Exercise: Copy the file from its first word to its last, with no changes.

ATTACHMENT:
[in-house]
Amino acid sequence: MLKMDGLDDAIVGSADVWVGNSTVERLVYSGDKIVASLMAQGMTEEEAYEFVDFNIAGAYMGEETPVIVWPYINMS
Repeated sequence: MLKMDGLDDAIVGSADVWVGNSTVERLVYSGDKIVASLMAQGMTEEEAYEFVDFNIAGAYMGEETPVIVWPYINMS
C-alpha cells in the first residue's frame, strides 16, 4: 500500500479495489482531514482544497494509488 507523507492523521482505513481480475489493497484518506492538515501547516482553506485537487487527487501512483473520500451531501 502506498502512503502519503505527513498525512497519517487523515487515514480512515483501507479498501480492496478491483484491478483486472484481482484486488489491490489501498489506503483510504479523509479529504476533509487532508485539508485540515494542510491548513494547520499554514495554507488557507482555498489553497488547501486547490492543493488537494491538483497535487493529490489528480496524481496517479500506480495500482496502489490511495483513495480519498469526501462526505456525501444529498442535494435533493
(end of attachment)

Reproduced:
[in-house]
Amino acid sequence: MLKMDGLDDAIVGSADVWVGNSTVERLVYSGDKIVASLMAQGMTEEEAYEFVDFNIAGAYMGEETPVIVWPYINMS
Repeated sequence: MLKMDGLDDAIVGSADVWVGNSTVERLVYSGDKIVASLMAQGMTEEEAYEFVDFNIAGAYMGEETPVIVWPYINMS
C-alpha cells in the first residue's frame, strides 16, 4: 500500500479495489482531514482544497494509488 507523507492523521482505513481480475489493497484518506492538515501547516482553506485537487487527487501512483473520500451531501 502506498502512503502519503505527513498525512497519517487523515487515514480512515483501507479498501480492496478491483484491478483486472484481482484486488489491490489501498489506503483510504479523509479529504476533509487532508485539508485540515494542510491548513494547520499554514495554507488557507482555498489553497488547501486547490492543493488537494491538483497535487493529490489528480496524481496517479500506480495500482496502489490511495483513495480519498469526501462526505456525501444529498442535494435533493